My very first personal affair with LinkedIn started way back in 2006. The idea of building up a professional network, or “adding people” to a database online resonated with me. Better than collecting business cards, I thought. The prospect of having my “CV online” for my network to search and contact for potential career opportunities was tempting.
I took all my business cards, email contacts, and started sending invites. Within my first two years on LinkedIn, my network quickly grew past 500+ connections.
Over the years, I have spent considerable time and effort to build up my professional network on LinkedIn. I’ve had slightly over 1000 carefully selected contacts in my network. Therefore, you may wonder why I have left LinkedIn?
There were three key reasons for my decision to leave the network.
The first reason was most the most significant for me. I asked myself a question: “What would you miss if you would have left LinkedIn today?” And to my own surprise, I struggled to come up with a sound answer.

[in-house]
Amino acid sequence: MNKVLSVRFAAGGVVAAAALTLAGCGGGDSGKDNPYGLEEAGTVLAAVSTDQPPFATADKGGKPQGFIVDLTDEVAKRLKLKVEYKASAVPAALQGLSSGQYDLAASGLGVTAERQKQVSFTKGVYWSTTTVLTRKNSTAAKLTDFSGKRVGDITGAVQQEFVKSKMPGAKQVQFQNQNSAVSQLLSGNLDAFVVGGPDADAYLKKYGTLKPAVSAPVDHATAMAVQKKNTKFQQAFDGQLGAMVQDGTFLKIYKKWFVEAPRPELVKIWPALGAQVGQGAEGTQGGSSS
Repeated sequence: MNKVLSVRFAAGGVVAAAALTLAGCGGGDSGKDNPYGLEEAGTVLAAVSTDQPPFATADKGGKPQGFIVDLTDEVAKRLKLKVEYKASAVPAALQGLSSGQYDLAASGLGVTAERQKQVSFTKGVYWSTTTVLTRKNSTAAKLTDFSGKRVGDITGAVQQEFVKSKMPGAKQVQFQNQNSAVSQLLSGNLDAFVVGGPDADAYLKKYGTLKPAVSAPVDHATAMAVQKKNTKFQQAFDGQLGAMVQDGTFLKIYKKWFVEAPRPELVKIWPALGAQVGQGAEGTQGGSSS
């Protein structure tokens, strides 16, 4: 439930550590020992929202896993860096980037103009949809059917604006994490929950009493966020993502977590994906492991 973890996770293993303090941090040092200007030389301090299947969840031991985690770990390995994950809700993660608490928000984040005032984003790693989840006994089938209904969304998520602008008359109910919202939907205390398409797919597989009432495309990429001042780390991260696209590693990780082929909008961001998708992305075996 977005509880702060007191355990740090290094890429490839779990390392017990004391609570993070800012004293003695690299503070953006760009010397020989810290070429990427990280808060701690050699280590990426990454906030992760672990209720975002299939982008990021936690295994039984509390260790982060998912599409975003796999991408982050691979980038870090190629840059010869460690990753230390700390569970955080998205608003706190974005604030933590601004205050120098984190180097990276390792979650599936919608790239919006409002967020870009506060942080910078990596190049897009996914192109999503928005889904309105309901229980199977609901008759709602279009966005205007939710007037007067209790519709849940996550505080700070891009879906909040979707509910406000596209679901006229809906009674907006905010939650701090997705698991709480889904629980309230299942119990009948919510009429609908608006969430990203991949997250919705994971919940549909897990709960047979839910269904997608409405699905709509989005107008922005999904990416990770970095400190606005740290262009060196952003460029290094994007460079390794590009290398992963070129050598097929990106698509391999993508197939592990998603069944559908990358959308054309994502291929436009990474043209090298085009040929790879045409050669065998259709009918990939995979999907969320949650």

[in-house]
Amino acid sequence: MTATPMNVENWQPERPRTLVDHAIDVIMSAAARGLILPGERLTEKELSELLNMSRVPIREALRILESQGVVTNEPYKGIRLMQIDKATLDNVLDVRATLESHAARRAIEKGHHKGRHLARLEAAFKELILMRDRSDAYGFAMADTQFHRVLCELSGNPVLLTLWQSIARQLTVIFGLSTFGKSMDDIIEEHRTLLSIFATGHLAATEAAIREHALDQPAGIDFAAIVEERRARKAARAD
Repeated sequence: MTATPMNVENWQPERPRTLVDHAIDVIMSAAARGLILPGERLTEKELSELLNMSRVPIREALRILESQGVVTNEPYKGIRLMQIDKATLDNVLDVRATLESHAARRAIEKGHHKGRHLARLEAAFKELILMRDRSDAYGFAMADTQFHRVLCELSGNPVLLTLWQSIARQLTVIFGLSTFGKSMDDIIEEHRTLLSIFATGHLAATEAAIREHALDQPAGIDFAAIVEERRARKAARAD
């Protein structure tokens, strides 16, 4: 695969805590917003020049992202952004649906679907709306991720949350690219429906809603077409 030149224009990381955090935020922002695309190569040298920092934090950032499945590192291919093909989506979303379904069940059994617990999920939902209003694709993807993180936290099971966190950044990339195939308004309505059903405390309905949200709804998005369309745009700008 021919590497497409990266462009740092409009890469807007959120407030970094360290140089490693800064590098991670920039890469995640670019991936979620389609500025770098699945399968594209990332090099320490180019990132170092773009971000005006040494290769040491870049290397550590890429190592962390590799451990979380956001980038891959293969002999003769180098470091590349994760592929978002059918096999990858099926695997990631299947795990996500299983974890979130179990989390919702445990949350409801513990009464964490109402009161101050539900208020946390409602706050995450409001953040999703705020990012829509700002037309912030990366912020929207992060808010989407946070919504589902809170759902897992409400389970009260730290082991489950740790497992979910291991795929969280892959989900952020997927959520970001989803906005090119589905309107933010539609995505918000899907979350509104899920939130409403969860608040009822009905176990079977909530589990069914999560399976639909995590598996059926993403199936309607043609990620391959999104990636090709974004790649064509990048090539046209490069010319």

The second reason was also significant. Over the years, I’ve seen LinkedIn as a great “hire” and “to get hired” tool. I had this impression that it was created as a tool with having recruiters in mind. Over the years however, as the user base grew, LinkedIn lost its identity. Is it a tool for recruiters? Is it a CRM? Is it a sales tool? Is it a “Facebook for professionals”? What is LinkedIn for?
The third reason was somewhat a personal preference. To my taste, there was not much going on there. For news articles, feedly is a better tool. For seeing who’s doing what, and for personal views, Facebook and Twitter were much better tools. I was fed up with all those calls for “keep LinkedIn professional”. Oh no, wait, great! Someone just sent me an invite to connect! … followed by a useless sales pitch. Really, this was the time to say thank you, I had enough.
Add to this the fact that now LinkedIn is owned by Microsoft. Did I trust Microsoft enough to allow them to own my contact list?
End of the affair.